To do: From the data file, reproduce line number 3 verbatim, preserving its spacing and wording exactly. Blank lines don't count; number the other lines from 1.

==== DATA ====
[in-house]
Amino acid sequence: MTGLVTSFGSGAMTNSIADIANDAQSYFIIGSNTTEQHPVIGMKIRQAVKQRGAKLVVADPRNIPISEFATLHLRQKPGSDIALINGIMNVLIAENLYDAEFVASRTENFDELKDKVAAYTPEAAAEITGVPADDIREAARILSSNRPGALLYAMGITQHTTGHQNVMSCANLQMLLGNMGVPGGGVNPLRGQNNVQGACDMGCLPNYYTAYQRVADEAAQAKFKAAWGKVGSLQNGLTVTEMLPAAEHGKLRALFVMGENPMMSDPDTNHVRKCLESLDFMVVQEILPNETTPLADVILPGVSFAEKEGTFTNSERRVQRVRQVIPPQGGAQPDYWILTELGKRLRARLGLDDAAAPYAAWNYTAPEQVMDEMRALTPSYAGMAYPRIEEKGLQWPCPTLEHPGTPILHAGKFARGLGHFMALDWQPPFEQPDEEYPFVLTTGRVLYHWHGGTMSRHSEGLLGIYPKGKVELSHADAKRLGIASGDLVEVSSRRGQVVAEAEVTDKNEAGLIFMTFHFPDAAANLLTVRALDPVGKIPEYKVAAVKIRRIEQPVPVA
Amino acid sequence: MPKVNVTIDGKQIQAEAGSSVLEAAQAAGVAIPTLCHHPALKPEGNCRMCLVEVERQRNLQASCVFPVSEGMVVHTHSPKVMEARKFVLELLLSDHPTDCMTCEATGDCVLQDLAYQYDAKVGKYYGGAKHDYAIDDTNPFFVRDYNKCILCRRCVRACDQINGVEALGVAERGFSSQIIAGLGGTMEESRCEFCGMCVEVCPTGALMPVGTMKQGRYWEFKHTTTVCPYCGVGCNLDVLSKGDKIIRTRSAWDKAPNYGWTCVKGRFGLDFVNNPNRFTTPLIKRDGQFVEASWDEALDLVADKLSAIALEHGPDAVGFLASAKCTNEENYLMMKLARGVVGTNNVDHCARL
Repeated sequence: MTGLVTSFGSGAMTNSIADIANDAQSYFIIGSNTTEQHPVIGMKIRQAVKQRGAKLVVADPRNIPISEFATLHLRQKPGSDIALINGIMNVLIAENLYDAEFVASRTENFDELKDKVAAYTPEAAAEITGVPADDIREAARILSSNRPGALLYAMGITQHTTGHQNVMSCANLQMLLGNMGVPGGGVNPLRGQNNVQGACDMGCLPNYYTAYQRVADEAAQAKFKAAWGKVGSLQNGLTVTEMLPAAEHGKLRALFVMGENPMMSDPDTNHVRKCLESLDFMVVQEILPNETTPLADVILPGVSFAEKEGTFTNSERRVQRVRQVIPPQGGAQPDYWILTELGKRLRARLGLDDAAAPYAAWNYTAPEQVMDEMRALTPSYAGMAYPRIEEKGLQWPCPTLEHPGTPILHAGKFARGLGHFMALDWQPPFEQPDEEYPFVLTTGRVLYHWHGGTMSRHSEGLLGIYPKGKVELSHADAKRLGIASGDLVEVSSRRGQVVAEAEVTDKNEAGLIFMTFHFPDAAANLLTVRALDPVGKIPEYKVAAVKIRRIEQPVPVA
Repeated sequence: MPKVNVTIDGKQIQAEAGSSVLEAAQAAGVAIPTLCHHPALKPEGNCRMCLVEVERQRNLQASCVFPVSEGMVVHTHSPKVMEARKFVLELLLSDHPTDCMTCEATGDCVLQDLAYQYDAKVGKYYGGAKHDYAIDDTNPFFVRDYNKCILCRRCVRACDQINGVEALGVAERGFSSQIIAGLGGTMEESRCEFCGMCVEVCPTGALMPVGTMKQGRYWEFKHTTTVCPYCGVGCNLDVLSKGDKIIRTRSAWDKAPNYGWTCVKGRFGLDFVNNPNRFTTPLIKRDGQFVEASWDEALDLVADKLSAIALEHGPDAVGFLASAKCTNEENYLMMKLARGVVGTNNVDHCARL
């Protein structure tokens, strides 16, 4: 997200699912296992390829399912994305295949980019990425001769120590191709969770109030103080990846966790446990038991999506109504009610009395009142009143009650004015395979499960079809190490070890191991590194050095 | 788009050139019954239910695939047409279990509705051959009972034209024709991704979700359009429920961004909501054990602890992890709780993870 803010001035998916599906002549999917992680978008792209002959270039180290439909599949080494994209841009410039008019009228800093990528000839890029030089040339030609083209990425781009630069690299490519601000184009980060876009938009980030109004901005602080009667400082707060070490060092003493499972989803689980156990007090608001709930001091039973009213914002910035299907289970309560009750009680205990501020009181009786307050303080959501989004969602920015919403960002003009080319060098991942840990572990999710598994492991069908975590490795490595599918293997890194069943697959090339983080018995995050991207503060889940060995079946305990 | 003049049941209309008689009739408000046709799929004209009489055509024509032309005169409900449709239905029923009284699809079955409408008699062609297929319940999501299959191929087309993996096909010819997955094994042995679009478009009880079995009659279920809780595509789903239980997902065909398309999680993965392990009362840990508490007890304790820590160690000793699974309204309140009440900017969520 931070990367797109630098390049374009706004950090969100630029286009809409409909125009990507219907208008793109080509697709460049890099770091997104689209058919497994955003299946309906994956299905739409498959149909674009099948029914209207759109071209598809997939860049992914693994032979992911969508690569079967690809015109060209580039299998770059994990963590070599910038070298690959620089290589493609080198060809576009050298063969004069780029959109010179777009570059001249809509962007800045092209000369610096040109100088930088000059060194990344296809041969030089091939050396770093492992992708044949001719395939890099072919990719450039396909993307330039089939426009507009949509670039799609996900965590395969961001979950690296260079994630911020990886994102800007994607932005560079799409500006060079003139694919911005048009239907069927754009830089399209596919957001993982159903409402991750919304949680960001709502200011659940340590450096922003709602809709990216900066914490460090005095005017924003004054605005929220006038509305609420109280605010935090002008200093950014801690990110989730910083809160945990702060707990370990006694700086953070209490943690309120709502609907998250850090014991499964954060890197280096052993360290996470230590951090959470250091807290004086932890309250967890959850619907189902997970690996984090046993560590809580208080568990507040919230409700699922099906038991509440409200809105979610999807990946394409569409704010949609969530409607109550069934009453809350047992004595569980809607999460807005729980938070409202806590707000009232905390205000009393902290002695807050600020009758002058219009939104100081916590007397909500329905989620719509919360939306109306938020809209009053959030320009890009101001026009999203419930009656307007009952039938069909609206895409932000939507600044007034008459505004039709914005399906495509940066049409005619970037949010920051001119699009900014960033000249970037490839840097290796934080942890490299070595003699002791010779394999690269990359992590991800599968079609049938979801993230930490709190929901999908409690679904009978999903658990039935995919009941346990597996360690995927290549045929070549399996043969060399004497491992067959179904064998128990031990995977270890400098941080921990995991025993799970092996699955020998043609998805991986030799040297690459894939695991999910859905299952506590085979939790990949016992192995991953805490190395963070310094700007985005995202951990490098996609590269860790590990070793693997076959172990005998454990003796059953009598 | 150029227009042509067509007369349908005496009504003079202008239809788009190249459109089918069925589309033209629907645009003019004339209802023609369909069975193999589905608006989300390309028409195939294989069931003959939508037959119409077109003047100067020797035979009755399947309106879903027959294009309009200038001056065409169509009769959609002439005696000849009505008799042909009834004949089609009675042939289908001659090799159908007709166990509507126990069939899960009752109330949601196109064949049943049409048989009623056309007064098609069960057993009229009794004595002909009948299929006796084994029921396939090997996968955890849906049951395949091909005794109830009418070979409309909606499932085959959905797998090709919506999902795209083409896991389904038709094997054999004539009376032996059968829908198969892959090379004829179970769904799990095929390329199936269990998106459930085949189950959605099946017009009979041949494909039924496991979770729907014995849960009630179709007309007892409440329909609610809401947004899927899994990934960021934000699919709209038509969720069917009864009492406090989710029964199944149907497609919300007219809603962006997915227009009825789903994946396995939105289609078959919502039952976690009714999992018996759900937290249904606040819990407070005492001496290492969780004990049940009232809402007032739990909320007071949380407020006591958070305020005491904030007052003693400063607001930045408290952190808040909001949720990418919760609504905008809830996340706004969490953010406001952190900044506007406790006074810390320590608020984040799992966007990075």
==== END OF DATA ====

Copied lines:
Amino acid sequence: MPKVNVTIDGKQIQAEAGSSVLEAAQAAGVAIPTLCHHPALKPEGNCRMCLVEVERQRNLQASCVFPVSEGMVVHTHSPKVMEARKFVLELLLSDHPTDCMTCEATGDCVLQDLAYQYDAKVGKYYGGAKHDYAIDDTNPFFVRDYNKCILCRRCVRACDQINGVEALGVAERGFSSQIIAGLGGTMEESRCEFCGMCVEVCPTGALMPVGTMKQGRYWEFKHTTTVCPYCGVGCNLDVLSKGDKIIRTRSAWDKAPNYGWTCVKGRFGLDFVNNPNRFTTPLIKRDGQFVEASWDEALDLVADKLSAIALEHGPDAVGFLASAKCTNEENYLMMKLARGVVGTNNVDHCARL